Malaria, water-borne diarrheal diseases, and geohelminth infections, combined with severe malnutrition ravage entire villages throughout subSaharan Africa. The Bawa Health Initiative (BHI) is a 501c(3) non-profit organization with the goal of implementing a comprehensive public health program in an attempt to address these problems in a series of rural villages located in the West Province of Cameroon, Africa. Interventions include the provision of permethrin-treated bed nets to reduce the transmission of malaria, the installation of biosand water filters to reduce the prevalence of water-borne diseases, and a geohelminth control program utilizing mass treatment with albendazole. This study details the results of surveys conducted to monitor the success of the interventions. Since implementation of interventions, the number of clinical cases of malaria, diarrheal disease and typhoid has decreased, the prevalence of water-borne protozoan parasites has decreased, the prevalence and intensities of geohelminth infections has significantly decreased, and the prevalence of anemia has significantly decreased. When viewed in its entirety, these data show that the comprehensive approach to public health challenges in these villages initiated by BHI has been extremely successful. However, much work remains to be done. The primary purpose of this paper is to further inform academicians, students, and the general public about the continuing problems associated with these diseases and to describe and assess the effectiveness of some current interventions being used to combat them.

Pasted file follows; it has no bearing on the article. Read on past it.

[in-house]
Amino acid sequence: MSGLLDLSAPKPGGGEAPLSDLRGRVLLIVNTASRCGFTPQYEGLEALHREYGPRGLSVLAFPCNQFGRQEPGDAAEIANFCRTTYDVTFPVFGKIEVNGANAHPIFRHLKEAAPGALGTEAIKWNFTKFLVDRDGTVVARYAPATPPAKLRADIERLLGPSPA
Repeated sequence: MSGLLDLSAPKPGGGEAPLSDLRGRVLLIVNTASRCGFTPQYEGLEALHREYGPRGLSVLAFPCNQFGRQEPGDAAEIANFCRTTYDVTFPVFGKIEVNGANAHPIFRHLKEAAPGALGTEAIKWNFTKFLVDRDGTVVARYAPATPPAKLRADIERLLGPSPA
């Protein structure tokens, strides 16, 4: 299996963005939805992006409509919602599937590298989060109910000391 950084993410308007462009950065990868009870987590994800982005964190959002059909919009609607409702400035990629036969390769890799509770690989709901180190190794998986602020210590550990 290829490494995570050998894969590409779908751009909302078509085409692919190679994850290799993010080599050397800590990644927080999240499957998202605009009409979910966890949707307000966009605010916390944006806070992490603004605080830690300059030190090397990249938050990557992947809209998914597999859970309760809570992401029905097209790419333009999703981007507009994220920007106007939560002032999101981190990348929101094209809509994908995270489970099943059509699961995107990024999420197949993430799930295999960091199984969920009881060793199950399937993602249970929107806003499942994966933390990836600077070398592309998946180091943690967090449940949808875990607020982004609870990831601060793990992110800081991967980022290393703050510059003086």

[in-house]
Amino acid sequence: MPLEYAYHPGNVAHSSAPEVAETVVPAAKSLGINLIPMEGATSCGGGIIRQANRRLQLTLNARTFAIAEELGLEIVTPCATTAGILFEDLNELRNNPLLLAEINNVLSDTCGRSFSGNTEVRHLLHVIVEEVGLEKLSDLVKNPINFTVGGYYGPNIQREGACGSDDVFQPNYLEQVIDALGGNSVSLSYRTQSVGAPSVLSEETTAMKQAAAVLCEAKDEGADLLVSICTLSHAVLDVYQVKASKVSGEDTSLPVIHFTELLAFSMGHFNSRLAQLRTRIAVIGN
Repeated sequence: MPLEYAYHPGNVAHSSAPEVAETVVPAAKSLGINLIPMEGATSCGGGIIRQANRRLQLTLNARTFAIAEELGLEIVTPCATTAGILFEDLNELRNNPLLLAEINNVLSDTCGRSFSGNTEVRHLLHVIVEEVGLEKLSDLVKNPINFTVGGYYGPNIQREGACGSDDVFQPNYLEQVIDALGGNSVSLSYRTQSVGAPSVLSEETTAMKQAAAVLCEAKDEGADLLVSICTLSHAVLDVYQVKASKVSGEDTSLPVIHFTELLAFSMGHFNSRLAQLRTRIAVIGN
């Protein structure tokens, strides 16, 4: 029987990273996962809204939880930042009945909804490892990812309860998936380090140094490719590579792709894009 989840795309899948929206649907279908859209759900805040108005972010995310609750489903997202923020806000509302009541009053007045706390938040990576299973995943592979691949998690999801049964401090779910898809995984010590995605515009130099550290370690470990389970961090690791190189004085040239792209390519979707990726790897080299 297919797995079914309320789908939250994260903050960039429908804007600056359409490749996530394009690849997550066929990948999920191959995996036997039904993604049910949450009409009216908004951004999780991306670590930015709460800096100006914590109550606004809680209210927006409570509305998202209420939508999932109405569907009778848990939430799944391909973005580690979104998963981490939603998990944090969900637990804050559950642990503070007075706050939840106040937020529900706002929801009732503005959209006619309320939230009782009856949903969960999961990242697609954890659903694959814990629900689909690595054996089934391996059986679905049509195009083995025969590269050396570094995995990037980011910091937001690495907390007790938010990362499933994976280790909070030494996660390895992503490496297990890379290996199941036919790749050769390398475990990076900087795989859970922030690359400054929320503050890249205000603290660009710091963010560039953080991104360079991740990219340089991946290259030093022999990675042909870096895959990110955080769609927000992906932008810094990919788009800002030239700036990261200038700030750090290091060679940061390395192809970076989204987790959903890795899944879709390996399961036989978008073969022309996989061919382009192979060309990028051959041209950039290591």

Richardson, D. J.; Richardson, K. R.; Richardson, K. E.; Gross, J.; Tsekeng, P.; Dondji, B.; and Foulefack, S.
"Malaria, Intestinal Parasitic Infection, Anemia, and Malnourishment in Rural Cameroonian Villages with an Assessment of Early Interventions,"
Journal of the Arkansas Academy of Science: Vol. 65, Article 14.
Available at: https://scholarworks.uark.edu/jaas/vol65/iss1/14